Worrell makes history
Published 9:44 am Thursday, August 6, 2009
COLERAIN — For many in Colerain the consensus is that one young man has now paved the way for others.
During a Friday ceremony, Eric Worrell, 18, of Colerain Boy Scout Troop 135 became the first Eagle Scout in Bertie County in more than three decades.
Dozens of fellow boy scouts, family members, friends, well wishers and even a former Eagle Scout came to Colerain United Methodist Church to watch Worrell break a 33 year epoch and attain the highest rank in the Boy Scouting program.
“He was once a boy scout with boyish ideas, now he is nearly a man,” Rev. Walter Johnston said to the audience during the Eagle Court of Honor ceremony. “I know he’s going to be a great man in his community. He may not be known world wide, but he will be known by his community.”
Johnston is one of many who have watched Worrell work to achieve the Eagle Scout title. He baptized the now Eagle Scout two years ago at the Colerain United Methodist Church.
“He’s always been very diligent,” said Johnston. “He’s going to be a benefit to this community and he’s going to be one of those that stays in the community.”
In January, Transit Parts (the Rich Square company Johnston is vice president of) partnered with Kidde Safety Products to donate 24 smoke detectors for Worrell’s service project, just one of the many requirements to be met by an Eagle Scout candidate. For his project, Worrell educated senior citizens and low income families about fire safety as well as provided them with a smoke alarm.
The Eagle Scout rank may be earned by a Boy Scout or Varsity Scout who has been a Life Scout for at least six months, earns a minimum of 21 merit badges, demonstrates Scout Spirit, and demonstrates leadership in the troop. The scout must also plan, develop and lead a service project that shows both leadership and a commitment to duty. Participation in a Scoutmaster conference is also a requirement. After all prerequisites are met, he must then complete an Eagle Scout board of review.
Worrell completed those requirements just before his 18th birthday, the age cut off for becoming an Eagle Scout.
Johnston said Worrell’s parents, William and Rhonda, prompted their son to achieve the rank of Eagle Scout. William is the Scoutmaster for Troop 135, which boasts 12 members.
William Worrell said his son began his scouting career at age 7 in Tiger Cub Scouts. Since then Mr. Worrell has seen his son develop from a timid child into a brave young man.
“It keeps young men off the streets,” he said about the benefits of the scouting program. “There’s loads of stuff they can learn that helps them in becoming leaders.”
Eric Worrell said he has an interest in being involved in emergency medical services, fire and rescue and law enforcement. The latter Worrell said he is determined to get involved in after losing a friend to a drunk driving crash.
The teen is already an active member at the Colerain Fire Department and EMS.
“I have a lot of goals I want to achieve,” he said. “I made one, now I have to make the rest.”
Like any proud mother, Rhonda Worrell said she was “on top of the world” about her son’s achievement.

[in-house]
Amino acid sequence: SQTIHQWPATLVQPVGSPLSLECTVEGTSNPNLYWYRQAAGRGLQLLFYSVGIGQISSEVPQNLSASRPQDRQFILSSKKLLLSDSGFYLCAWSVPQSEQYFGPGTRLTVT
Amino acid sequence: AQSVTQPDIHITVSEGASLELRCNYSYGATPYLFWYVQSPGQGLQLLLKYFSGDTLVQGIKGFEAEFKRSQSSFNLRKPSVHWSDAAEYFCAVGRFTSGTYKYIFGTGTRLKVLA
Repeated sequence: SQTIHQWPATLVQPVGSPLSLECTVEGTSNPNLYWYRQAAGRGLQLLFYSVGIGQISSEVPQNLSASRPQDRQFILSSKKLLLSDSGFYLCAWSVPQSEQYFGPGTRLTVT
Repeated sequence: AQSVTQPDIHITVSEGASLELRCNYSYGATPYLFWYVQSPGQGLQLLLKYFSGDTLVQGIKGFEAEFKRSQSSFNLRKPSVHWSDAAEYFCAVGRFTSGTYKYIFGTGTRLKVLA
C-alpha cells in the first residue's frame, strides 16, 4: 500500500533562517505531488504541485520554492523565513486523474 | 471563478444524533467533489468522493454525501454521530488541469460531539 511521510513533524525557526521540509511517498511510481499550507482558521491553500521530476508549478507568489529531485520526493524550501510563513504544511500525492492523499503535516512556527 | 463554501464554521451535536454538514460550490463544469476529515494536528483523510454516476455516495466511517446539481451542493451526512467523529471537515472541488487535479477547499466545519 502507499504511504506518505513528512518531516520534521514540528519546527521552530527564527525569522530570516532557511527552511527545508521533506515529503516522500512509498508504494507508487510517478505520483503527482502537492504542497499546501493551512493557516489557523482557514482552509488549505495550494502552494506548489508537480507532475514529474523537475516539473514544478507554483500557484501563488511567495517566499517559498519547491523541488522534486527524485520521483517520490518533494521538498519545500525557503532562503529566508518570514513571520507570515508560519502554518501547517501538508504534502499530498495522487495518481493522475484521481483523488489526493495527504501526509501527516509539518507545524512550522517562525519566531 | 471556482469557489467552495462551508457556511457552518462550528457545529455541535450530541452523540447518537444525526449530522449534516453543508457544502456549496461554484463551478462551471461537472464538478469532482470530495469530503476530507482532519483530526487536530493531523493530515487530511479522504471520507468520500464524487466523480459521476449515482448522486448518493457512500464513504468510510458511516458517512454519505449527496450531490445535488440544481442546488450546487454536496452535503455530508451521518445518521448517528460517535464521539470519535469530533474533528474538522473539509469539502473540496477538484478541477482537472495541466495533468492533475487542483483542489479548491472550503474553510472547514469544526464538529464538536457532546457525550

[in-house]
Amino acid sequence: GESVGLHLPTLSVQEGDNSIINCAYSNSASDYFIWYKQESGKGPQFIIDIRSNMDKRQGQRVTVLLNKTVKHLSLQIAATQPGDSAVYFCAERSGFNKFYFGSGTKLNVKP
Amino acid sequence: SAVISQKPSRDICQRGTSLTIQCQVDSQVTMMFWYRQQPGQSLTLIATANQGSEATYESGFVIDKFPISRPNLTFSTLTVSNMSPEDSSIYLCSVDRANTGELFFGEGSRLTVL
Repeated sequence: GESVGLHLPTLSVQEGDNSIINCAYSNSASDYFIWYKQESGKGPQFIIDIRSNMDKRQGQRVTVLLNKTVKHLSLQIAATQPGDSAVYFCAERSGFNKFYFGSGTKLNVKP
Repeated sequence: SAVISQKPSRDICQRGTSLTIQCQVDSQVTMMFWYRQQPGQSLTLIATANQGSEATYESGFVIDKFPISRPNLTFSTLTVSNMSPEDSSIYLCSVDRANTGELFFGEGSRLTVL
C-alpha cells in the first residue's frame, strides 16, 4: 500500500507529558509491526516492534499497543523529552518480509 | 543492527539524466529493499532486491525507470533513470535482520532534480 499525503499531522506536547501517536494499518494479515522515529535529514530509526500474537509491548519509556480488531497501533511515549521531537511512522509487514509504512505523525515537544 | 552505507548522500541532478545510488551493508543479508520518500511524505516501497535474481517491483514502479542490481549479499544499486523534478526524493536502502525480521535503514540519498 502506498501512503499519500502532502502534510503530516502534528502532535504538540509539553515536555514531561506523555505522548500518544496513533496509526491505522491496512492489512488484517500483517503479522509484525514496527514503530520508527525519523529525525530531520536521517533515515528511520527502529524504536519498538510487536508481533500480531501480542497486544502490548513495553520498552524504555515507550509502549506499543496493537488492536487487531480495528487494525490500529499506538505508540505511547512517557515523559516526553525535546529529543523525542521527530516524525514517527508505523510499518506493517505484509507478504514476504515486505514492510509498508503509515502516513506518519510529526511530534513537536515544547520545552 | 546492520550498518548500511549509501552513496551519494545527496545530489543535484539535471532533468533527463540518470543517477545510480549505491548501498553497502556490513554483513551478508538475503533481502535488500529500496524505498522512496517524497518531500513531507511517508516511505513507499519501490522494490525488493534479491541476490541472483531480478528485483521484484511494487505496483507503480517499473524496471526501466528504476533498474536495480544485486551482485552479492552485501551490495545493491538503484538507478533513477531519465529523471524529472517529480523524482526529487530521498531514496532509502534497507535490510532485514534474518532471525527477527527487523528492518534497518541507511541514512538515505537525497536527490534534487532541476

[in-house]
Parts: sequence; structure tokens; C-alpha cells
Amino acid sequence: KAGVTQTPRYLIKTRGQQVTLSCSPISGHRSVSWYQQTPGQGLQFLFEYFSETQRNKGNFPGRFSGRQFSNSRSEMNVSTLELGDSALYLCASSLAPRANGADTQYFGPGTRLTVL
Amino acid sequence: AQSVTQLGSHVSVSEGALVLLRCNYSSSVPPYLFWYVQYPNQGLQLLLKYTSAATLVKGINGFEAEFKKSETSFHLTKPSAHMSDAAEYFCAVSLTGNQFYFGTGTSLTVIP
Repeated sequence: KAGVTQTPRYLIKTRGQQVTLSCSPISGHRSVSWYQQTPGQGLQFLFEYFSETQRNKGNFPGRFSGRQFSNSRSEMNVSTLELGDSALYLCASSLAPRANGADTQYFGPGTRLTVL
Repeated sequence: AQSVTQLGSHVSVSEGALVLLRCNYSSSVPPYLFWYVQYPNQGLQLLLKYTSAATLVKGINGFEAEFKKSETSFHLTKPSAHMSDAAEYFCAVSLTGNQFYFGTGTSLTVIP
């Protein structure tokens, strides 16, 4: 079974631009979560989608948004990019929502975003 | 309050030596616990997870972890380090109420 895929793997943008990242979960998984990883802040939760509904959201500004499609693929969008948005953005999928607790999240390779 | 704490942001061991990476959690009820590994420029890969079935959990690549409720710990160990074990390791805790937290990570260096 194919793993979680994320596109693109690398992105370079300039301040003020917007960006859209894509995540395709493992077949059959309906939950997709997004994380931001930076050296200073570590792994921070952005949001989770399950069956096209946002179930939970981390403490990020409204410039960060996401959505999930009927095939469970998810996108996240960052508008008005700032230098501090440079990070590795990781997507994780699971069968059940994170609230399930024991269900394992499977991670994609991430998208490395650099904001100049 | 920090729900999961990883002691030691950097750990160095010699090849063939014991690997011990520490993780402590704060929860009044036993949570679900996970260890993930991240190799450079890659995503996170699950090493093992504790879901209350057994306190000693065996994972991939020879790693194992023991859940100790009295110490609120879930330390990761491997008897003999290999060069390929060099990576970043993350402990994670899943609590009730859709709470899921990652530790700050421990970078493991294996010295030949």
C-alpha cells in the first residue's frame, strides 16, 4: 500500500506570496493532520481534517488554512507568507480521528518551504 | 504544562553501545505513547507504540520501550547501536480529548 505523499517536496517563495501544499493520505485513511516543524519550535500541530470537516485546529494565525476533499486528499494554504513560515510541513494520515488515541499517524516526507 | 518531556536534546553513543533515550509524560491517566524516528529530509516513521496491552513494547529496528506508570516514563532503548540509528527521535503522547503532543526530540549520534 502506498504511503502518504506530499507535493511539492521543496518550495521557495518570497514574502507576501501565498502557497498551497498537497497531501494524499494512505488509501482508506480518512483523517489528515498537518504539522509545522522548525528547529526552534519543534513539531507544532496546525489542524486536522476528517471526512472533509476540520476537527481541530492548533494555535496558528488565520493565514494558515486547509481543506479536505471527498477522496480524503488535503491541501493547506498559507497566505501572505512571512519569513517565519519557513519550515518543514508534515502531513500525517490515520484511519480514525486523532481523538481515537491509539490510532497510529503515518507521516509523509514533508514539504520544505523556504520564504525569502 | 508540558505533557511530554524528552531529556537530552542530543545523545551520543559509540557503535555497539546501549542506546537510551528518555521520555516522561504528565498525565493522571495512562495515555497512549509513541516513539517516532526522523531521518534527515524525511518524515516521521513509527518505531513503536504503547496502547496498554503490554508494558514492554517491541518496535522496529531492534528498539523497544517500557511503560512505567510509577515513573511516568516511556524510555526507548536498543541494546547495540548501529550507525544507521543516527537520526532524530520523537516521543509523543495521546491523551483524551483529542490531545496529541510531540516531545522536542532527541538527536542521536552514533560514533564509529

“I’m excited to see him succeed…he worked very hard for this,” she said.
Mrs. Worrell said she feels her son’s success in scouting will take him many places and now has a sense of satisfaction as a parent.
“I feel like I can step back and let go,” she said. “I feel like my job has been accomplished.”
Troop 135 Junior Scoutmaster John Hedges served as Worrell’s mentor in becoming an Eagle Scout. Hedges set goals for the scout to meet and provided guidance throughout the Eagle process.
“His project was exceptional,” he said. “He could save lives with the smoke detectors.”
For many citizens in Colerain, Worrell’s achievement signifies the path being paved for other young men to do the same.
According to Ronnie Felton and Randy Perry, both of Colerain, the last young man to reach Eagle Scout rank in Bertie County was 33 years ago. The two men said Troop 135 was a strong group in the area in the 1960’s and 1970’s. The troop was led by many notables, including the late Seaton Fairless. Then participation decreased, sending Troop 135 into oblivion. In 2002, the group was resurrected with a new batch of scouts.
Perry, a former Eagle Scout himself, was invited to the Eagle Court of Honor ceremony to watch Worrell join the ranks of many before him. It was noted by Johnston and others how many of those who earned Eagle Scout went on to be successful in life. Perry is among those scouts.
He said background in scouting help lead him into the ecology and biology fields. Perry was a professor and scientist for 29 years and said he spent much of his career in marshes and swamps, something scouting undoubtedly prepared him for.
“It’s a lot harder now,” he said of Worrell’s work to get to Eagle Scout. “The challenges facing young people…there are a lot more; the temptations are magnified.”
Additionally, Perry noted the problem with finding adults to support and back scouting programs in communities.
It’s a problem that doesn’t seem to be present in the town of Colerain. While many relish in the goal met by Worrell and his parents, many agreed the community support behind Boy Scout Troop 135 is part of that successful equation.
William Worrell said he is working with yet another young man in earning the top rank in scouting.
Eric Worrell himself sent words of encouragement to those wanting to achieve Eagle Scout or any goal in life.
“Just go as far as you can go and work hard,” he advised.
For more information about Boy Scout Troop 135 or the Scouting program contact William Worrell at (252) 356-2147.